The new books shelf was bit of a challenge this week, lots of very nice arrivals but no particular theme just begging for a blog post, so I’ve decided to go geographic. And today’s country is…….Australia, come on down!
The story of the Canning Stock Route in Western Australia told through the beautiful art of almost 70 indigenous artists. This lovely book is the catalogue of an exhibition currently showing at the National Museum of Australia in Canberra.
Vietnam on canvas : Ken McFadyen: an artist at war by Sandra Finger Lee
Australia has an extraordinary history of extremely fine, and often very moving, war art. It sometimes surprises people that in this age of photography and film, artists are still embedded with troops in order to document the country’s military involvements. Ken McFadyen produced a striking body of work in Vietnam under conditions that one can only vaguely imagine!
The creator of one of Australia’s most iconic photographs,Vale Street, Carol Jerrems was only 31 when she died in 1980, having documented Australian counter-culture throughout the 1970s. Some of her exploits were truly hair-raising!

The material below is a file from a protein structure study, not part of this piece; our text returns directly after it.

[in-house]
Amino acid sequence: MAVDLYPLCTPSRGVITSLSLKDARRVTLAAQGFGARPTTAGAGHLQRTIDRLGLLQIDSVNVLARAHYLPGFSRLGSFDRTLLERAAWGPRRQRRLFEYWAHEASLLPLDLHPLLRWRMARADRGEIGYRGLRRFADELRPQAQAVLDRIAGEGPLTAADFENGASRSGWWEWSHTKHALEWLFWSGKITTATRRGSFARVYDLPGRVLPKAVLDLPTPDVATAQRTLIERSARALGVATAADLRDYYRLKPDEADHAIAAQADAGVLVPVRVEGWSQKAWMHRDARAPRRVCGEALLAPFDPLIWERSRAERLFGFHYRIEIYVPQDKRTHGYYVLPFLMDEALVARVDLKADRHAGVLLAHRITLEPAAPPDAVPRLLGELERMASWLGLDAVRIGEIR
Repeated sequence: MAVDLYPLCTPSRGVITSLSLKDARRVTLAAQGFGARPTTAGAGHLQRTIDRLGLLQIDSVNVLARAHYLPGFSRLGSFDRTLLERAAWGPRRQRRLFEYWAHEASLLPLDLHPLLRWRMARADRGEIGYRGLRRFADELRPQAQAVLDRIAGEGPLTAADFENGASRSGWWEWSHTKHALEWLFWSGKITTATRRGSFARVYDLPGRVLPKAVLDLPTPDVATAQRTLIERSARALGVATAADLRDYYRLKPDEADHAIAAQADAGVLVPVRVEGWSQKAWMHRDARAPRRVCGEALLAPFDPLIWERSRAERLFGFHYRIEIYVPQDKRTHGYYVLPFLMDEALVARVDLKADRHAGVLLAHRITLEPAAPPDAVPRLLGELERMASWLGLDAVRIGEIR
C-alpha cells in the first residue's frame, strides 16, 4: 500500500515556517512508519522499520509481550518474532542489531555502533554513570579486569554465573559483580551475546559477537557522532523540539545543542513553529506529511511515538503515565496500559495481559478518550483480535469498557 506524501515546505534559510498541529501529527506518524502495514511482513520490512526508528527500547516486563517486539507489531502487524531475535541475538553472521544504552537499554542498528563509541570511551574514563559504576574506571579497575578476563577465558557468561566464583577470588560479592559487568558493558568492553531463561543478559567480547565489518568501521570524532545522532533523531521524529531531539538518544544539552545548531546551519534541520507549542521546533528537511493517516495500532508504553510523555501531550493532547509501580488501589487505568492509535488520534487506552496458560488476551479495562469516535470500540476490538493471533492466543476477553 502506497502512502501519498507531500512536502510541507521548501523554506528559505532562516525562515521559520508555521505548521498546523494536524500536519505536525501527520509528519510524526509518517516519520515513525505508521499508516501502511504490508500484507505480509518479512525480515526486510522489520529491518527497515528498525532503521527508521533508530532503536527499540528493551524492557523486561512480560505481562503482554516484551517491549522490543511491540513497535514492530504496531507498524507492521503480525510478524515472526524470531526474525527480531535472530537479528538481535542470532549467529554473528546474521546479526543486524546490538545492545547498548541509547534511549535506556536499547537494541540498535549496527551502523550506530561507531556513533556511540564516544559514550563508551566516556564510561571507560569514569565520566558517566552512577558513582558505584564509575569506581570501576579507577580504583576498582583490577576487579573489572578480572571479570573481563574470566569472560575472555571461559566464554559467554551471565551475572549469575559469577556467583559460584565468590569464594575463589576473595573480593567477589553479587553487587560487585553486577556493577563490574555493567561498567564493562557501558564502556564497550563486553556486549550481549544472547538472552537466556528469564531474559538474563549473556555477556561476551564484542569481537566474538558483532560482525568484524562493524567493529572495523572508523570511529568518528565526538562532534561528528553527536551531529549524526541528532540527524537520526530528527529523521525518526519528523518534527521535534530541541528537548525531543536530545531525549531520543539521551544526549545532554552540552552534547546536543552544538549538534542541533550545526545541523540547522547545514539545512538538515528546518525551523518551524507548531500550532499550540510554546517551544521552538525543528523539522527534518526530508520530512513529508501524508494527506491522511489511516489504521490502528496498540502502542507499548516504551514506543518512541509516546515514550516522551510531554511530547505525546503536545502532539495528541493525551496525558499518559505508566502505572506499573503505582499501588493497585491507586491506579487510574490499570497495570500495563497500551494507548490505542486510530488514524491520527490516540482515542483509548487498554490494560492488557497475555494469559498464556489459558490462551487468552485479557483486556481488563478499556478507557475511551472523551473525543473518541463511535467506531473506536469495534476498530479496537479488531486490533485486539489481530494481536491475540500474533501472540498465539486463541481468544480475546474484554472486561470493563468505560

Donald Friend remains one of Australia’s most celebrated, popular and controversial artists. He also had a real way with words, and this one volume distillation of his massive diaries is an approachable introduction to “a life crowded with incident”, as dear Lady Bracknell would say.
I only ever saw Robert Helpmann in the theatre once, many, many years ago when he played an ugly stepsister alongside Frederick Ashton in Prokofiev’s Cinderella; talk about upstaging the main character! But what a remarkable career: dancer, choreographer, director, actor, manager, the list goes on. I love that famous quote of his about dancing in the nude: The trouble with nude dancing is that not everything stops when the music does.